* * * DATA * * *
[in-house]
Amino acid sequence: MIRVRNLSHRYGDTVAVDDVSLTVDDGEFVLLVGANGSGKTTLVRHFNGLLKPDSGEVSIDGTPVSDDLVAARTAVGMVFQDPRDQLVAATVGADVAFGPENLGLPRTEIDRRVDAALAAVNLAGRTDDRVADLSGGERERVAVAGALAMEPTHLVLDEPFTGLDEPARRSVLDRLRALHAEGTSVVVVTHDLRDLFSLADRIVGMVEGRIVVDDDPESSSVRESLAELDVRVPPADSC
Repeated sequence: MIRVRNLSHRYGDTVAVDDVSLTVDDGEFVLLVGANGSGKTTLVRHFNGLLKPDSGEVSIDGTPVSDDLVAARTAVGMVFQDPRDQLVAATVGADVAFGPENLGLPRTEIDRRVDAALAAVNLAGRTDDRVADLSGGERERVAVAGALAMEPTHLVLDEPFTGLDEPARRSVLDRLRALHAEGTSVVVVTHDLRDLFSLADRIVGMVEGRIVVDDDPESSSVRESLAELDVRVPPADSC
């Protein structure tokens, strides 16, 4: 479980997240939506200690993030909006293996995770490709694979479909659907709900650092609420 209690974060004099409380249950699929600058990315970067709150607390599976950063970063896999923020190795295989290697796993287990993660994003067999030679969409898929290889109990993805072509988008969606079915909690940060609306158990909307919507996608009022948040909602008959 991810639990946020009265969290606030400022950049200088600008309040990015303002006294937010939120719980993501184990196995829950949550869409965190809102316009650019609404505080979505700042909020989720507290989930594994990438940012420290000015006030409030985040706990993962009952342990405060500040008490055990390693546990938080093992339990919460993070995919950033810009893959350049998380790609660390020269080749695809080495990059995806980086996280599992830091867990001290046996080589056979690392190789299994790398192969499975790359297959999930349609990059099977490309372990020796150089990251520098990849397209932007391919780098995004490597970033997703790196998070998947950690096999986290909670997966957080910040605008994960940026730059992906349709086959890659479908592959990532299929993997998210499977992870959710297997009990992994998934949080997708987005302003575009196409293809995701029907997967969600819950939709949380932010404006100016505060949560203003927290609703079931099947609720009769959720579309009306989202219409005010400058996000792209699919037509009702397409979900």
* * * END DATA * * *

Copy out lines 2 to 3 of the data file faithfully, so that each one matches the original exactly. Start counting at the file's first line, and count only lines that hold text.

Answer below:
Amino acid sequence: MIRVRNLSHRYGDTVAVDDVSLTVDDGEFVLLVGANGSGKTTLVRHFNGLLKPDSGEVSIDGTPVSDDLVAARTAVGMVFQDPRDQLVAATVGADVAFGPENLGLPRTEIDRRVDAALAAVNLAGRTDDRVADLSGGERERVAVAGALAMEPTHLVLDEPFTGLDEPARRSVLDRLRALHAEGTSVVVVTHDLRDLFSLADRIVGMVEGRIVVDDDPESSSVRESLAELDVRVPPADSC
Repeated sequence: MIRVRNLSHRYGDTVAVDDVSLTVDDGEFVLLVGANGSGKTTLVRHFNGLLKPDSGEVSIDGTPVSDDLVAARTAVGMVFQDPRDQLVAATVGADVAFGPENLGLPRTEIDRRVDAALAAVNLAGRTDDRVADLSGGERERVAVAGALAMEPTHLVLDEPFTGLDEPARRSVLDRLRALHAEGTSVVVVTHDLRDLFSLADRIVGMVEGRIVVDDDPESSSVRESLAELDVRVPPADSC